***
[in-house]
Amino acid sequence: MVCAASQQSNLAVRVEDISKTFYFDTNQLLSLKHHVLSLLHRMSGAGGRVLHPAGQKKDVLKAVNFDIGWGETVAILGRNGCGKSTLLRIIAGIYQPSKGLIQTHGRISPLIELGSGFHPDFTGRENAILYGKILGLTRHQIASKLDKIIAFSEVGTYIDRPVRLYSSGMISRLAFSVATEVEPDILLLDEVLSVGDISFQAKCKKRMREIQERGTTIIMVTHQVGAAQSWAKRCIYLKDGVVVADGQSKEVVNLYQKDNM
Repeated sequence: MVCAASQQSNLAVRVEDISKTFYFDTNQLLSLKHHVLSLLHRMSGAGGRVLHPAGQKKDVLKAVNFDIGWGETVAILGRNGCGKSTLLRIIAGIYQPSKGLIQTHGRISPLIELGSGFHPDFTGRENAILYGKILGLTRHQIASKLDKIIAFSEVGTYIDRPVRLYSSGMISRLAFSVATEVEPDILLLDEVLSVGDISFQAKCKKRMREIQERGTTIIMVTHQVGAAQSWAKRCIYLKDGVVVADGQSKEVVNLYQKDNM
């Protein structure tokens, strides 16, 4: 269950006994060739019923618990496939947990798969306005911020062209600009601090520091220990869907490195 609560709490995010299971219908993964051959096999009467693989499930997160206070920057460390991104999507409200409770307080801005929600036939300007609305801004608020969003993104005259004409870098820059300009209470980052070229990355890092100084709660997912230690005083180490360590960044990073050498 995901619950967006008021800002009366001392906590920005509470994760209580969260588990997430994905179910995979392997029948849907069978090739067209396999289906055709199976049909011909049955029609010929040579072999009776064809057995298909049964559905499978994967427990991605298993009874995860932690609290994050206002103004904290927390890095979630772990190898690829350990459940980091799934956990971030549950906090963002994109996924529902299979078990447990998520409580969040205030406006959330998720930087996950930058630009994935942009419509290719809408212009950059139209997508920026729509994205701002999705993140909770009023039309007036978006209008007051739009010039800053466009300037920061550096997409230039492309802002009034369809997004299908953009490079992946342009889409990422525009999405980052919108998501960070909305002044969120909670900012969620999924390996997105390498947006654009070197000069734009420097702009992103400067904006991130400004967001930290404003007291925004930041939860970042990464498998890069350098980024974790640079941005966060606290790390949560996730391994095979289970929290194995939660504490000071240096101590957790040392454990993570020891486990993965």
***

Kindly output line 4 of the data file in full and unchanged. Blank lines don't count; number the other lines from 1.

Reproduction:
């Protein structure tokens, strides 16, 4: 269950006994060739019923618990496939947990798969306005911020062209600009601090520091220990869907490195 609560709490995010299971219908993964051959096999009467693989499930997160206070920057460390991104999507409200409770307080801005929600036939300007609305801004608020969003993104005259004409870098820059300009209470980052070229990355890092100084709660997912230690005083180490360590960044990073050498 995901619950967006008021800002009366001392906590920005509470994760209580969260588990997430994905179910995979392997029948849907069978090739067209396999289906055709199976049909011909049955029609010929040579072999009776064809057995298909049964559905499978994967427990991605298993009874995860932690609290994050206002103004904290927390890095979630772990190898690829350990459940980091799934956990971030549950906090963002994109996924529902299979078990447990998520409580969040205030406006959330998720930087996950930058630009994935942009419509290719809408212009950059139209997508920026729509994205701002999705993140909770009023039309007036978006209008007051739009010039800053466009300037920061550096997409230039492309802002009034369809997004299908953009490079992946342009889409990422525009999405980052919108998501960070909305002044969120909670900012969620999924390996997105390498947006654009070197000069734009420097702009992103400067904006991130400004967001930290404003007291925004930041939860970042990464498998890069350098980024974790640079941005966060606290790390949560996730391994095979289970929290194995939660504490000071240096101590957790040392454990993570020891486990993965």